The printing press, with no particular ambitions for itself and no hope of the third channel, has always been content to jog along churning out comics, sugar bags, Bibles, newspapers, air mail envelopes and the complete works of William Shakespeare without giving much thought for the ratio of one to the other.

Television has always felt obliged to compile or otherwise manufacture uplifting statistics proving that practically 99.5 per cent of its programmes are educational, wholesome and elevating.

Television, on the other hand, has always felt obliged to compile or otherwise manufacture uplifting statistics proving that practically 99.5 per cent of its programmes are educational, wholesome and elevating.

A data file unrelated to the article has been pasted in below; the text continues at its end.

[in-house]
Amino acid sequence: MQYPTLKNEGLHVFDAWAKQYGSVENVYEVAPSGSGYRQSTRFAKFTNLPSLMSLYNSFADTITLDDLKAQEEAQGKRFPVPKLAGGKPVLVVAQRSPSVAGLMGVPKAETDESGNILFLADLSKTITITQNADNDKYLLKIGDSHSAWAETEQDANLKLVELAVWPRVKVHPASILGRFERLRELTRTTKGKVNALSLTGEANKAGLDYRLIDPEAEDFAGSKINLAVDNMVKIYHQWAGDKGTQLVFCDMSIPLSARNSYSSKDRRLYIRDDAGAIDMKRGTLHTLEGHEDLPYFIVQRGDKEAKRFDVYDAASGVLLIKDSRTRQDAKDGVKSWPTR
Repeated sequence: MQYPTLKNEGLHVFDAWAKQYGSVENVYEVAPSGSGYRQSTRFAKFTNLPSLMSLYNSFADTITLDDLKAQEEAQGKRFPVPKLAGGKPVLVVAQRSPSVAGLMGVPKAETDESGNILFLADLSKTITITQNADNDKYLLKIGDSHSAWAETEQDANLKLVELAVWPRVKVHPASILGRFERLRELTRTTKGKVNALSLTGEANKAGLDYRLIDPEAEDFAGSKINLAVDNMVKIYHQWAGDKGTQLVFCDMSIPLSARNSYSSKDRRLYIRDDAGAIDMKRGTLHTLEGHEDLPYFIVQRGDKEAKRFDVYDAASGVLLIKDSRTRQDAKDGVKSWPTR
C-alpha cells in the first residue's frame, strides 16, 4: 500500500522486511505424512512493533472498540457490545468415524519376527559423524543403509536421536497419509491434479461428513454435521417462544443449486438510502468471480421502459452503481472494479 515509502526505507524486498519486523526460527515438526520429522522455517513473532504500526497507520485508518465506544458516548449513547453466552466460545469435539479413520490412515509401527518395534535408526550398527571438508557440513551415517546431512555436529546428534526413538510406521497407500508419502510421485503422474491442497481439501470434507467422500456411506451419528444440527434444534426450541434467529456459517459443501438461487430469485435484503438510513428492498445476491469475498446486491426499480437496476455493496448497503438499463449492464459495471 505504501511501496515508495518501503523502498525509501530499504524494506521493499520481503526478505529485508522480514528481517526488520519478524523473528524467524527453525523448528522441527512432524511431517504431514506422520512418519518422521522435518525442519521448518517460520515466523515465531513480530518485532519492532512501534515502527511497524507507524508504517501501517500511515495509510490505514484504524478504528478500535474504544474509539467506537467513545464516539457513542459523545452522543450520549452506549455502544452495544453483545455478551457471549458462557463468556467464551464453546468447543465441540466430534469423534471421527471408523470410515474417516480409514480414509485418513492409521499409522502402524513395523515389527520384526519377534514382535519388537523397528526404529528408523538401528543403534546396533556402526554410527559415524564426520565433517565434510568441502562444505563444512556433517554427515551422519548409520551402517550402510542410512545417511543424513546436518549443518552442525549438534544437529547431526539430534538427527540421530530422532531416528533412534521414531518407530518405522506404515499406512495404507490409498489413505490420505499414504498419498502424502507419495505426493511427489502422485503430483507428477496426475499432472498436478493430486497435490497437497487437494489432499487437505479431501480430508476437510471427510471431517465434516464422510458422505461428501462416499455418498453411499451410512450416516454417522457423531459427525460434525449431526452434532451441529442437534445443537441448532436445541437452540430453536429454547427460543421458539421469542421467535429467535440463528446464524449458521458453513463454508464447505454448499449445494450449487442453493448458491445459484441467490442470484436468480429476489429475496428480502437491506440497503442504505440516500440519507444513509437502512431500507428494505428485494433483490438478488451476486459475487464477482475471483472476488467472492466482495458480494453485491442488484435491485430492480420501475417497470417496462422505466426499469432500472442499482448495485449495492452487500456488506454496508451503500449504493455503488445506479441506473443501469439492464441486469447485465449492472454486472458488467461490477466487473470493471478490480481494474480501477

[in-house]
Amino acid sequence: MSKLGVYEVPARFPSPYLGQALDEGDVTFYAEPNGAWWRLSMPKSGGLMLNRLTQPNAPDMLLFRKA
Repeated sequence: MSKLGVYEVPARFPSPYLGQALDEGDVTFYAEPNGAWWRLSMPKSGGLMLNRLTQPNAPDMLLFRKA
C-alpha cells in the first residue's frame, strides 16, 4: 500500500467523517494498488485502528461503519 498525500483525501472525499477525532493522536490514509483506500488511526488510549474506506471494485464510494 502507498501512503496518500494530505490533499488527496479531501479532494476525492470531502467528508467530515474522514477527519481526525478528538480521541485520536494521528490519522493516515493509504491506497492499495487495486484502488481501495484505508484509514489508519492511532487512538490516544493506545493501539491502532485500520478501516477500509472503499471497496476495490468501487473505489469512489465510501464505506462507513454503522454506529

Why the guilt complex? Why the chip on the shoulder? Why the apologies?

The printing press. to quote our rival for the last time, has never bothered to measure the column inches devoted to Andy Capp against the space (admittedly acres) given to simple, wildly-confusing explanations of the Common Market.

TV doesn’t have to be on the defensive. For slowly, steadily and despite its self-delusions, it is making, in its quiet way, quite a reasonable little job of things.

The fallacies are not all one-sided. If one faction holds – wrongly – that TV is the be-all and end-all of just about everything, the other faction which writes the medium off as our old friend the one-eyed monster is just as wrong.

One of the brightest things about the TV Age is the way that viewers have progressed from 19-inch-screen-besotted lumps sitting hour after hour in front of their seats from Popeye to the close down, to the critical, discerning audience of today.